Is Failure an Option?
As parents we want to think that we’re doing everything we can to help our children but what happens if they start to fail?
Our first instinct as a parent is to not let our children fall, to FAIL. It’s our job to spare them heartache, hurt and yes, even failure. Unfortunately sometimes in order to succeed they have to fail first, right?
That’s the question I’ve been bouncing back and forth. Recent developments have made me take a look at the need for my kids to fail, no matter how hurtful it may be to them. It’s not an ideal situation because I’d love for them to always succeed and as much as I feel bad for letting them fail, I realize that it’s something they have to do.
Help Them Succeed
I can help my children understand the reason for their failure. In this instance it’s Bug and school. He’s becoming a stubborn teenager and though I’d like him to always have glowing grades, I know (and he knows) that he’s really the only one who can change his situation. Before he can succeed though, he has to understand why he’s failing. Talking out the problems he's experiencing can help him understand the importance of what's going on and what is likely to happen if he continues to fail.
Identify the Problem
In Bug’s case, he chose not to do a large assignment. The keyword here is “chose”. It was a decision that he made and because of his decision he is suffering the consequences. It’s not always that cut and dry though. If it’s a school related issue, it’s important to talk to both the child and the teachers to see where there could be problems. If Bug was struggling in some way with learning, this would be a different conversation I’m having with him and his teachers. But he’s bright, just lazy (it’s okay, he knows it and so do I).
Create an Action Plan
Not every failure requires an action plan. However, when it comes to school or even sports and extracurricular activities, having a plan or course of action will help keep children on task and remind them that everything they do has a reason, a result, and a consequence. Even the best action plan won’t always work out the way you want but helping your child stick to it, will teach them that making changes can be necessary for success.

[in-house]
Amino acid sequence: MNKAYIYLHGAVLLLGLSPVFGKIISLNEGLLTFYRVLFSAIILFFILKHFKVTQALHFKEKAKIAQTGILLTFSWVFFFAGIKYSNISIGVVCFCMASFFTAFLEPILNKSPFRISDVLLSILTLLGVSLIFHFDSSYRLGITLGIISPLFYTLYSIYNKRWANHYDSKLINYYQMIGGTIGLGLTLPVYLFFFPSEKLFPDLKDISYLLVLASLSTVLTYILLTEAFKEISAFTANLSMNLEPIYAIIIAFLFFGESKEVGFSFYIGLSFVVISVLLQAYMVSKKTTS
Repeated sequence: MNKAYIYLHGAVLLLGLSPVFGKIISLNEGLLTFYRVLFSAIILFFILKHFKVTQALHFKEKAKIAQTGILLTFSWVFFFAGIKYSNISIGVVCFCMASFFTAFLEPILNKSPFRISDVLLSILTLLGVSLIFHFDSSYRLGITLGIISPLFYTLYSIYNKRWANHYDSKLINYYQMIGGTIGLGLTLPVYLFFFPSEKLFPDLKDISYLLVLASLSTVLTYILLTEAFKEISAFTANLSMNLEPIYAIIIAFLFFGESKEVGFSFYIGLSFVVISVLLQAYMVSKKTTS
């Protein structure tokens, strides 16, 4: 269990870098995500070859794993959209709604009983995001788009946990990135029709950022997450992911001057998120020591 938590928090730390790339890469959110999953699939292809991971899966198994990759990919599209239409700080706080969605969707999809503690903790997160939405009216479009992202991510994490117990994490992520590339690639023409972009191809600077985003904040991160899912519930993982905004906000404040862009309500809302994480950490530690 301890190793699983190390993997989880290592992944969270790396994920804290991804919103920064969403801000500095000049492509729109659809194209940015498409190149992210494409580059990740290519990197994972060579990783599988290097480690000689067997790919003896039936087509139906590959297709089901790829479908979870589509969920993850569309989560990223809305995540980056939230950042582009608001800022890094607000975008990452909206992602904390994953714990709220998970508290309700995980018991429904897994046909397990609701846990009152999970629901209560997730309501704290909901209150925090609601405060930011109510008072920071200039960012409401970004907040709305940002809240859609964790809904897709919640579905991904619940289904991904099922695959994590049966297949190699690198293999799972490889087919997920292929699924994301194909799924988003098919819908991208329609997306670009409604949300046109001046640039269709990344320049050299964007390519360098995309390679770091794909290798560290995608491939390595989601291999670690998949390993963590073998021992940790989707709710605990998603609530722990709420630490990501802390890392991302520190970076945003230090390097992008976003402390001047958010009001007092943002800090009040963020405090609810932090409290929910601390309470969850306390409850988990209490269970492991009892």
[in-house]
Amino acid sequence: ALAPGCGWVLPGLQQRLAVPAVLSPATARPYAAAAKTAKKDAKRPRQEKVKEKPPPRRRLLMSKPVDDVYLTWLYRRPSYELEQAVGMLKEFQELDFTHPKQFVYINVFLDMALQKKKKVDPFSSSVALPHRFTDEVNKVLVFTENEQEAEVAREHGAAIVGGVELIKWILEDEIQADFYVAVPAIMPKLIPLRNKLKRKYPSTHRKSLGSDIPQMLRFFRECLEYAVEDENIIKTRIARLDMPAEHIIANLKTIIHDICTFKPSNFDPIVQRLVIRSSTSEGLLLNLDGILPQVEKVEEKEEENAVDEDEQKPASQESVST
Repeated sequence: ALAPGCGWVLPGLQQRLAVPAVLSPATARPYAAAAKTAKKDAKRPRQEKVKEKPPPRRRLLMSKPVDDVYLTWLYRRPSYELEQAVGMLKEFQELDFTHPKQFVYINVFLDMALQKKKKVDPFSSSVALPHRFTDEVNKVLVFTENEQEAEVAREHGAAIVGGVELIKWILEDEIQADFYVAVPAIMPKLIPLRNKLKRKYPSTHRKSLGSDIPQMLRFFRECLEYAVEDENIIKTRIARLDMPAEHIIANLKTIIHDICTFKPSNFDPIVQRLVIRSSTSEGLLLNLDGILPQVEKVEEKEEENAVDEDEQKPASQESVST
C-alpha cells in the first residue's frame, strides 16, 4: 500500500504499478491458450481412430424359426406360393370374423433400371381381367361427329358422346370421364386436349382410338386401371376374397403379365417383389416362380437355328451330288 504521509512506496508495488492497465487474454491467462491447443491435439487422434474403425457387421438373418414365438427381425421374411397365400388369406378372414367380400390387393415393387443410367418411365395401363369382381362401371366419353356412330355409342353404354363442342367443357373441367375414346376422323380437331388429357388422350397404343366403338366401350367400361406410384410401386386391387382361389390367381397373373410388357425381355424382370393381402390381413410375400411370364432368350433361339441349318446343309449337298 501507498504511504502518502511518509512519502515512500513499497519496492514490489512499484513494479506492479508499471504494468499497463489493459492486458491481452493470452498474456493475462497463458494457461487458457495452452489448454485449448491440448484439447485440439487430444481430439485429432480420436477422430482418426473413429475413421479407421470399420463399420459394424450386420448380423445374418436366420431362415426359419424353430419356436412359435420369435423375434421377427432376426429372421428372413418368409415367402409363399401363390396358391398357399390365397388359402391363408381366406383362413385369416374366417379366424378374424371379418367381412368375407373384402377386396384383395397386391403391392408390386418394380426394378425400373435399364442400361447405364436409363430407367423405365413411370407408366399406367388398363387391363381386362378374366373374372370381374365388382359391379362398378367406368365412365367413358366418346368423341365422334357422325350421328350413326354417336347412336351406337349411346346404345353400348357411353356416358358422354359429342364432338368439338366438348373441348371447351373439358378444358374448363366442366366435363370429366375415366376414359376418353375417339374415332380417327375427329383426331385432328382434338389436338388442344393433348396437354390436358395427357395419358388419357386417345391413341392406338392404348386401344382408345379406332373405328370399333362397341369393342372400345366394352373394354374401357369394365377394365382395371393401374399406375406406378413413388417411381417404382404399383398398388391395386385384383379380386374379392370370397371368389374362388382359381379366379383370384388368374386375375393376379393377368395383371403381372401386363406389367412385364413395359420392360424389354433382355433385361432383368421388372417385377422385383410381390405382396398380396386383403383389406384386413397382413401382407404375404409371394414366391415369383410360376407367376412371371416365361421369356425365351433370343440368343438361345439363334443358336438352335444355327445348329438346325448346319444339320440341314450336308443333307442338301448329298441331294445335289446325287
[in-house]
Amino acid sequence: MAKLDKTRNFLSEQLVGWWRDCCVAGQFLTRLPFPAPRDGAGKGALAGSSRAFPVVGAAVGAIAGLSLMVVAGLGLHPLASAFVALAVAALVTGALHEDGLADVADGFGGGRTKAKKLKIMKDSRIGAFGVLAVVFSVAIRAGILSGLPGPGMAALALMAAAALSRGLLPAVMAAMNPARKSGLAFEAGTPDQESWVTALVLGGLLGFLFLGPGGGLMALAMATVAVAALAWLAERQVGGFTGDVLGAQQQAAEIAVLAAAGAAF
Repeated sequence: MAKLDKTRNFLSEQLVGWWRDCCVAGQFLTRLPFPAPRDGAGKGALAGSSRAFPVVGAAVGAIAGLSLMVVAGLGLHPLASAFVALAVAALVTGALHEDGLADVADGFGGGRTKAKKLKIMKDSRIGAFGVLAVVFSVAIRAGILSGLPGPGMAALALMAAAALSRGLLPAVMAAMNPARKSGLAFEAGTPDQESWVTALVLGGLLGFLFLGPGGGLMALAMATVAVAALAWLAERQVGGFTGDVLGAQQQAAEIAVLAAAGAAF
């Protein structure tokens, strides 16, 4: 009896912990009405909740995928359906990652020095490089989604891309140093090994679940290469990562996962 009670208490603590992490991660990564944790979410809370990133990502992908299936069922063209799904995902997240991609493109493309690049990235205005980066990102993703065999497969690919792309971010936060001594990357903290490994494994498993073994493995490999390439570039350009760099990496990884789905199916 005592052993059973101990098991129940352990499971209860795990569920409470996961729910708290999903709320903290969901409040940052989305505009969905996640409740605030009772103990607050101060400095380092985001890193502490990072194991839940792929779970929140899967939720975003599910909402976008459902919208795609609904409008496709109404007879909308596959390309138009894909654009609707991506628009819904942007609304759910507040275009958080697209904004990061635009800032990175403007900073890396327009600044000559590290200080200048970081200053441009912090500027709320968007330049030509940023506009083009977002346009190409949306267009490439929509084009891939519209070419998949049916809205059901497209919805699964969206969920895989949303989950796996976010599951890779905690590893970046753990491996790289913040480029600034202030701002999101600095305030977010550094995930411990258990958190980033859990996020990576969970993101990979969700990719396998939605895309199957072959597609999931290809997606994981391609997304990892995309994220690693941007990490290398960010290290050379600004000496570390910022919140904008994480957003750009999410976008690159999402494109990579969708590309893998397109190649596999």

Try, Try, Again
Alright, so even though understanding, identifying the problem and taking action may not work and your child still might fail -- don’t let them get discouraged! Allow them to feel sad for failing when they’ve given their best efforts and then put the ball back in their court. Ask, “What do you want to do now?” They may decide to try again and they may decide to move on. Either response is perfectly fine.
Whatever happens, they have to learn acceptance and be able to acknowledge the outcome and be okay with it. Your job is to help them come to acceptance. Don’t try to change the outcome. That teaches children nothing except that mom and dad can fix their mistakes for them. While that might be true (in some cases), it does little to teach them responsibility or how to make changes in their life and succeed on their own.
Sometimes failure is harder on us than it is on the children. We instinctually protect them whenever possible, but they won’t stay little forever and the world won’t always forgive their mistakes. We can make the transition from child to grown-up a lot easier on them if we guide and not fix.
It’s hard. I know. I’m struggling right now to help Bug along this same path but I don’t want him to be dependent on me forever. I want him to grow his own wings and fly. But in order to do that, he may just have to fall first. I’ll always be there to pick him up if he needs it, but I can never fly or succeed for him.